In 1990 he was made a Member of the Order of Australia in recognition of "service to the community and to education".[11] In 2001 he was awarded the Centenary Medal for "service to Australian society and the humanities in the history of the English language".[12] In 2005 he published a short autobiography entitled One Life, Two Languages.


  • 1959. Runes: an Introduction. Manchester: Manchester University Press. 2nd edition, 1989. ISBN 978-0-7190-0787-3
  • 1974. Chaucer's English. London: Deutsch. ISBN 0-233-96539-4
  • 1984. Thomas Hardy's English. Oxford: Blackwell. ISBN 0-631-13659-2
  • 1984. The Gawain Country: Essays on the Topography of Middle English Alliterative Poetry. Leeds Texts and Monographs Leeds Texts and Monographs New Series no. 8. Leeds: University of Leeds.
  • 1996. "The Runic Script" in P. T. Daniels and W. Bright, eds., The World's Writing Systems, 332–339. New York: Oxford University Press.
  • 1997. "Landscape and Geography" in D. Brewer and J. Gibson, eds., A Companion to the Gawain Poet, 105–117. Cambridge: D.S. Brewer.
  • 2002. "Sir Gawain and the Wallabies: A Mystery in Seven Scenes" in L. Rasmussen, V. Spear and D. Tillotson eds., Our Medieval Heritage. Essays in Honour of John Tillotson for his 60th Birthday, 157–163. Cardiff: Merton Priory Press.
  • 2005. "One Life, Two Languages" in A. Oizumi and T. Kubouchi, eds., Medieval English Language Scholarship. Autobiographies by Representative Scholars in Our Discipline, 30–47. Hildesheim and New York: Olms.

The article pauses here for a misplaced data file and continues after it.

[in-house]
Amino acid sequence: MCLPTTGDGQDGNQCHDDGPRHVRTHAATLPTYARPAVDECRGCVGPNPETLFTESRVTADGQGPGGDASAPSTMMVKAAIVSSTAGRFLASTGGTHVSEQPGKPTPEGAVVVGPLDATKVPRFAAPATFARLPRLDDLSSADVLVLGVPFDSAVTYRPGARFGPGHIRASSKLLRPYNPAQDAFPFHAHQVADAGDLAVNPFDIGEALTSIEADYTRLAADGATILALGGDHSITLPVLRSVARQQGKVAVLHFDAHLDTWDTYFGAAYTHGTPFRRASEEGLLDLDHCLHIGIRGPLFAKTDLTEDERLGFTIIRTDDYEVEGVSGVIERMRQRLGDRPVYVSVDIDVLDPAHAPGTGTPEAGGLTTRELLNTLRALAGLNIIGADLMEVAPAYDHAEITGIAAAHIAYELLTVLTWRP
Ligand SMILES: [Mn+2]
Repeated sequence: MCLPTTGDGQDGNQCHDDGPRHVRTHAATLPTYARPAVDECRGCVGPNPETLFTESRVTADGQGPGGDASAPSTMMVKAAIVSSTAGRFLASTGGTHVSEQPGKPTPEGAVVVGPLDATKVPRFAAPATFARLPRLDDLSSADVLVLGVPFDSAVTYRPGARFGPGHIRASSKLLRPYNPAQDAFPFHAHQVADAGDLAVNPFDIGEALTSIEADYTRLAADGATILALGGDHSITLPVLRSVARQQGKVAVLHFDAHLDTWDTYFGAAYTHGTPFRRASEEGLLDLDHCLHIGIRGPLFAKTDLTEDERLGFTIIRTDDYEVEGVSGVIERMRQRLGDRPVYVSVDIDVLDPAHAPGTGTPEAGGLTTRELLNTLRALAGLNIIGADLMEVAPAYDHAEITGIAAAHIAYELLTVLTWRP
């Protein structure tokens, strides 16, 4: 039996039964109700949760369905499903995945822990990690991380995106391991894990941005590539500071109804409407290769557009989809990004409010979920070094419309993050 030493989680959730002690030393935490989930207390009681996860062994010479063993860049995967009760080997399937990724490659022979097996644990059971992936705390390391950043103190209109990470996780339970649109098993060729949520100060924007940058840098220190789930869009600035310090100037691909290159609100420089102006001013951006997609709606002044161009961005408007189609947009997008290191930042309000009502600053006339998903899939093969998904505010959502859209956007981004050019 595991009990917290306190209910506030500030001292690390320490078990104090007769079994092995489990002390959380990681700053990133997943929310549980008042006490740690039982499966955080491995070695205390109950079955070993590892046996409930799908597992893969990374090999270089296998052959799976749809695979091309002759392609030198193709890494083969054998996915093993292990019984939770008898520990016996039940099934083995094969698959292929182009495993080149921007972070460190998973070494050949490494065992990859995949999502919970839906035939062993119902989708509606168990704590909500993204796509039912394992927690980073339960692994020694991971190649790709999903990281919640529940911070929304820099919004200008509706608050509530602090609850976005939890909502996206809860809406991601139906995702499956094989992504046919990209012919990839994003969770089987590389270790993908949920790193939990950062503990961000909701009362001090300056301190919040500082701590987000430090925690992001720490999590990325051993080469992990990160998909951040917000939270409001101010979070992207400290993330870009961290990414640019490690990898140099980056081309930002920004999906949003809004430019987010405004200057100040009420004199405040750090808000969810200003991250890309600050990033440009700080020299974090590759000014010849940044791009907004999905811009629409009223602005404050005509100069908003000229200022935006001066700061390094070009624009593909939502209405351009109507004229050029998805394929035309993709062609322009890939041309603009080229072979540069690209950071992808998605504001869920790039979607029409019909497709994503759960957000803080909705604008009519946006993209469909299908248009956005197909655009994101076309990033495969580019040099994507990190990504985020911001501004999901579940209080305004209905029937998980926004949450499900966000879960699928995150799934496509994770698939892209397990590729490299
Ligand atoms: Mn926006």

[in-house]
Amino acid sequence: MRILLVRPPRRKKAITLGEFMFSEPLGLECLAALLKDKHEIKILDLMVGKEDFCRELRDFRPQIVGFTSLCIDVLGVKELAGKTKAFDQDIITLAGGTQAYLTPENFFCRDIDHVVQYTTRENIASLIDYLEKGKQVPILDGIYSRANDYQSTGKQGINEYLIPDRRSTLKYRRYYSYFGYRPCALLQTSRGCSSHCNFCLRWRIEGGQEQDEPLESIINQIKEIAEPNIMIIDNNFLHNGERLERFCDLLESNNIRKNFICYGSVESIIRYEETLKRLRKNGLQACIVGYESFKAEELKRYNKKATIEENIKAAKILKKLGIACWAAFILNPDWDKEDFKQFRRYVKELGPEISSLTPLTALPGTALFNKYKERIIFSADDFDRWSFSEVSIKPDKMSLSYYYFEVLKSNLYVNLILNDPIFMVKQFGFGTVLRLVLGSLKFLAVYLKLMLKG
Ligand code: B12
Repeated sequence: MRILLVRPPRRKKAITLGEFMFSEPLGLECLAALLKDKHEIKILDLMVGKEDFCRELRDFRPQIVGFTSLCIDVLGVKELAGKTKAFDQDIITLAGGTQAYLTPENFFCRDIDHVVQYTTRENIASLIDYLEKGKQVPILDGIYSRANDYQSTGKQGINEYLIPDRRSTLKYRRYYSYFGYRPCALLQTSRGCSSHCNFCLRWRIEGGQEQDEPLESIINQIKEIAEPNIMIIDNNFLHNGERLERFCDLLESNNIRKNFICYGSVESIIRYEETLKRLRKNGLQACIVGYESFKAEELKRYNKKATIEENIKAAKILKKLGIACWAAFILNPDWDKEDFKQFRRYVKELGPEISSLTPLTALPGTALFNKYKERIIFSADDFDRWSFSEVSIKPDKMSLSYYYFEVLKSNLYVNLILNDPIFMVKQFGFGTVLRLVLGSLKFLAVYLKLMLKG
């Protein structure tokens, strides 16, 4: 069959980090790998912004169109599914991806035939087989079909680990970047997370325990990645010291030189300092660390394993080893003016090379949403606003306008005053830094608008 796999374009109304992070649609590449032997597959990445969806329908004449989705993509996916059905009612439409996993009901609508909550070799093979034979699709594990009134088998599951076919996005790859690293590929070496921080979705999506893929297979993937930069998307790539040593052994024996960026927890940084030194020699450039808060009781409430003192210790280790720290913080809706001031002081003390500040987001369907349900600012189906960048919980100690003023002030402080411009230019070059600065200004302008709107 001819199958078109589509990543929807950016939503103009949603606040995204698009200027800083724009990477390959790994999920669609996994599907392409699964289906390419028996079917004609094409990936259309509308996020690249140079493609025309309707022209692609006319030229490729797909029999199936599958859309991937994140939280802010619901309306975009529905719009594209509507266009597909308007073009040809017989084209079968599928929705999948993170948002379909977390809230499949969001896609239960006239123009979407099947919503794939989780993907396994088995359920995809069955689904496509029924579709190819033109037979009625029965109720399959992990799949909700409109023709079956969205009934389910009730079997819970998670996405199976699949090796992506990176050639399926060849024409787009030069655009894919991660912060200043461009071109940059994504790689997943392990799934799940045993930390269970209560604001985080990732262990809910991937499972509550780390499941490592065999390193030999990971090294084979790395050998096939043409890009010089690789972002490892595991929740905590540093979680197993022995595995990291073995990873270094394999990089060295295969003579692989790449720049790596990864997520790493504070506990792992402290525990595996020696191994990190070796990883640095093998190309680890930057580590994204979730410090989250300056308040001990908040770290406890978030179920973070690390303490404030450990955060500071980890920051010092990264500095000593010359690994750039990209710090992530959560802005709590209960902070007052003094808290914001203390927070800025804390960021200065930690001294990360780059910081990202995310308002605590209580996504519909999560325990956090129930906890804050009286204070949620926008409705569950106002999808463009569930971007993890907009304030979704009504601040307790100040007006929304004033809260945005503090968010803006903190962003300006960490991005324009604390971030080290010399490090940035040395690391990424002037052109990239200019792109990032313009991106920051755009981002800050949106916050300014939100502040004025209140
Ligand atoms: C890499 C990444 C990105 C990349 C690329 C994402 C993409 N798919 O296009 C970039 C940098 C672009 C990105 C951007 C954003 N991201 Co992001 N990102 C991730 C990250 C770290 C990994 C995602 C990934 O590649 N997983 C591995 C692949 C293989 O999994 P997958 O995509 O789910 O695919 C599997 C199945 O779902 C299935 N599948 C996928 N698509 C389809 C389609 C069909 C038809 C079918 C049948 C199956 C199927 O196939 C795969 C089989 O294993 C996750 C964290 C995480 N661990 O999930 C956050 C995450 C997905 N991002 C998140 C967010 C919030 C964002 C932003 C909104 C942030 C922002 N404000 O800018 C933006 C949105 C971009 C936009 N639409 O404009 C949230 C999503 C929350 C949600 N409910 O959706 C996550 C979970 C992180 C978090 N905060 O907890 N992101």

• 2010. "Chaucer's Landscapes and other essays: a selection of essays, speeches and reviews written between 1951 and 2008, with a memoir", ed., J.K. Lloyd Jones, Melbourne: Australian Scholarly Publishing. ISBN 9781921509452


  1. ^ Trosky, Susan M. (1989). Contemporary Authors: A Bio-bibliographical Guide to Current Writers in Fiction, General Nonfiction, Poetry, Journalism, Drama, Motion Pictures, Television. Gale. p. 131. ISBN 978-0-8103-1952-3.
  2. ^ "REL34675.002 – The France and Germany Star : Lieutenant R W V Elliott, Manchester Regiment". Australian War Memorial. Retrieved 2012-07-07.
  3. ^ a b "REL34679 – University of St Andrews medallion for Honours English, 1947–48 : R W V Elliott". Australian War Memorial. Retrieved 2010-08-20.
  4. ^ "REL34677 – University of St Andrews medallion for General English, 1940 : R W H V Ehrenberg". Australian War Memorial. Retrieved 2010-08-20.
  5. ^ https://awm.gov.au/collection/C1143560 (accessed 23 July 2017).
  6. ^ "Professor Ralph Elliot". Australian National University Humanities Research Centre. Retrieved 2010-08-20.
  7. ^ R. W. H. Elliott, "One Life, Two Languages", in A. Oizumi and T. Kubouchi, Hildesheim eds., Medieval English Language Scholarship. Autobiographies by Representative Scholars in Our Discipline, Hildesheim and New York: Olms, 2005, 42.
  8. ^ a b Steele, Colin (5 July 2012). "English expert helped shape Canberra's cultural life". The Canberra Times. Retrieved 2012-07-07.
  9. ^ Beeby, Rosslyn (27 June 2012). "Great scholar' Elliott dies aged 90". The Canberra Times. Retrieved 2012-07-07.
  10. ^ Ralph W. V. Elliott. "Searching for the Green Chapel" in J.K. Lloyd Jones ed., Chaucer's Landscapes and other essays: a selection of essays, speeches and reviews written between 1951 and 2008, with a memoir, Melbourne: Australian Scholarly Publishing, 2010, 300.
  11. ^ "Search Australian Honours". Australian Government. Retrieved 2010-08-20.
  12. ^ "Search Australian Honours". Australian Government. Retrieved 2010-08-20.